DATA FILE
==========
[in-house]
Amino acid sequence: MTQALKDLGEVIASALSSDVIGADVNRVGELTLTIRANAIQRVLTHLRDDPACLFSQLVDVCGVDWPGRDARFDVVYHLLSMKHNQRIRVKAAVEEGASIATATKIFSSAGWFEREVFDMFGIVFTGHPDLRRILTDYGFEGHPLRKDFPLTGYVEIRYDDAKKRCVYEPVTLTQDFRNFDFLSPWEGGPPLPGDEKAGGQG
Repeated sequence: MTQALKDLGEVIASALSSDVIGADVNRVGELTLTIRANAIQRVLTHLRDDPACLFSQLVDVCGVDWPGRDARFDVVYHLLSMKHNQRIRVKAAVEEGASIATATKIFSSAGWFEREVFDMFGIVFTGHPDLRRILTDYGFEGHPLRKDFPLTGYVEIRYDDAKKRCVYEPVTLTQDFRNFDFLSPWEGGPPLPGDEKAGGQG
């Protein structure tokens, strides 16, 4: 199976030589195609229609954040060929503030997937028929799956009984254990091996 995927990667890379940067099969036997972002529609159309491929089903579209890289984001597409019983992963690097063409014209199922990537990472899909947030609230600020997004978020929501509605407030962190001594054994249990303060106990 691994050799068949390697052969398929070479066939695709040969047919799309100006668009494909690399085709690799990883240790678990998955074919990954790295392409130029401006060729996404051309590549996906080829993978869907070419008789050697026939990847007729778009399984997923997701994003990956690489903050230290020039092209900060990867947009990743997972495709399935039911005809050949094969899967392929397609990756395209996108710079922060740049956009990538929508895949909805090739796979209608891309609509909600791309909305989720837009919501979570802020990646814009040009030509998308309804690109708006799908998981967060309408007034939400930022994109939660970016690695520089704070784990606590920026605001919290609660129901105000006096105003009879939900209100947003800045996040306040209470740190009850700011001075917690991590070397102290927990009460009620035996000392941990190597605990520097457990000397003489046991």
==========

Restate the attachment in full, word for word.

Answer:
[in-house]
Amino acid sequence: MTQALKDLGEVIASALSSDVIGADVNRVGELTLTIRANAIQRVLTHLRDDPACLFSQLVDVCGVDWPGRDARFDVVYHLLSMKHNQRIRVKAAVEEGASIATATKIFSSAGWFEREVFDMFGIVFTGHPDLRRILTDYGFEGHPLRKDFPLTGYVEIRYDDAKKRCVYEPVTLTQDFRNFDFLSPWEGGPPLPGDEKAGGQG
Repeated sequence: MTQALKDLGEVIASALSSDVIGADVNRVGELTLTIRANAIQRVLTHLRDDPACLFSQLVDVCGVDWPGRDARFDVVYHLLSMKHNQRIRVKAAVEEGASIATATKIFSSAGWFEREVFDMFGIVFTGHPDLRRILTDYGFEGHPLRKDFPLTGYVEIRYDDAKKRCVYEPVTLTQDFRNFDFLSPWEGGPPLPGDEKAGGQG
């Protein structure tokens, strides 16, 4: 199976030589195609229609954040060929503030997937028929799956009984254990091996 995927990667890379940067099969036997972002529609159309491929089903579209890289984001597409019983992963690097063409014209199922990537990472899909947030609230600020997004978020929501509605407030962190001594054994249990303060106990 691994050799068949390697052969398929070479066939695709040969047919799309100006668009494909690399085709690799990883240790678990998955074919990954790295392409130029401006060729996404051309590549996906080829993978869907070419008789050697026939990847007729778009399984997923997701994003990956690489903050230290020039092209900060990867947009990743997972495709399935039911005809050949094969899967392929397609990756395209996108710079922060740049956009990538929508895949909805090739796979209608891309609509909600791309909305989720837009919501979570802020990646814009040009030509998308309804690109708006799908998981967060309408007034939400930022994109939660970016690695520089704070784990606590920026605001919290609660129901105000006096105003009879939900209100947003800045996040306040209470740190009850700011001075917690991590070397102290927990009460009620035996000392941990190597605990520097457990000397003489046991």